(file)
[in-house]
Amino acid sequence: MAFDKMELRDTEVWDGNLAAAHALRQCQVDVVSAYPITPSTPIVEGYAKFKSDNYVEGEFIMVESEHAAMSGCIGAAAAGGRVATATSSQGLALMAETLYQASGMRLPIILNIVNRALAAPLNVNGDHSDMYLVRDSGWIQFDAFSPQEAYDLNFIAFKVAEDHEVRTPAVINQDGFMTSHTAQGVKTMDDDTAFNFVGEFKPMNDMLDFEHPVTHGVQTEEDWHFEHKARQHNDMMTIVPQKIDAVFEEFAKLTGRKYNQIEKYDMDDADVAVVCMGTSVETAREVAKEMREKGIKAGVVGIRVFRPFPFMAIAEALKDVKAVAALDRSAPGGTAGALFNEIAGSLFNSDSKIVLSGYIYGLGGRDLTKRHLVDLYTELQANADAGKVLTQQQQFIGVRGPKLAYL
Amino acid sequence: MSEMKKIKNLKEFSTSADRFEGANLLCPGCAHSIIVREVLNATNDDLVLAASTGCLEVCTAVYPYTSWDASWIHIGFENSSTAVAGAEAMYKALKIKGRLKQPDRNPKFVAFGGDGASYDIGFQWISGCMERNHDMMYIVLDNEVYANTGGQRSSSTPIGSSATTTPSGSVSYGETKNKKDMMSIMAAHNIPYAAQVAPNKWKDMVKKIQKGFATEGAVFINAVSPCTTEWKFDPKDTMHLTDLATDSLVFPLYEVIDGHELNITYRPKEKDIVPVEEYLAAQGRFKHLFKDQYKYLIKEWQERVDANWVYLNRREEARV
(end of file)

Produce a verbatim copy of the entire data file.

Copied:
[in-house]
Amino acid sequence: MAFDKMELRDTEVWDGNLAAAHALRQCQVDVVSAYPITPSTPIVEGYAKFKSDNYVEGEFIMVESEHAAMSGCIGAAAAGGRVATATSSQGLALMAETLYQASGMRLPIILNIVNRALAAPLNVNGDHSDMYLVRDSGWIQFDAFSPQEAYDLNFIAFKVAEDHEVRTPAVINQDGFMTSHTAQGVKTMDDDTAFNFVGEFKPMNDMLDFEHPVTHGVQTEEDWHFEHKARQHNDMMTIVPQKIDAVFEEFAKLTGRKYNQIEKYDMDDADVAVVCMGTSVETAREVAKEMREKGIKAGVVGIRVFRPFPFMAIAEALKDVKAVAALDRSAPGGTAGALFNEIAGSLFNSDSKIVLSGYIYGLGGRDLTKRHLVDLYTELQANADAGKVLTQQQQFIGVRGPKLAYL
Amino acid sequence: MSEMKKIKNLKEFSTSADRFEGANLLCPGCAHSIIVREVLNATNDDLVLAASTGCLEVCTAVYPYTSWDASWIHIGFENSSTAVAGAEAMYKALKIKGRLKQPDRNPKFVAFGGDGASYDIGFQWISGCMERNHDMMYIVLDNEVYANTGGQRSSSTPIGSSATTTPSGSVSYGETKNKKDMMSIMAAHNIPYAAQVAPNKWKDMVKKIQKGFATEGAVFINAVSPCTTEWKFDPKDTMHLTDLATDSLVFPLYEVIDGHELNITYRPKEKDIVPVEEYLAAQGRFKHLFKDQYKYLIKEWQERVDANWVYLNRREEARV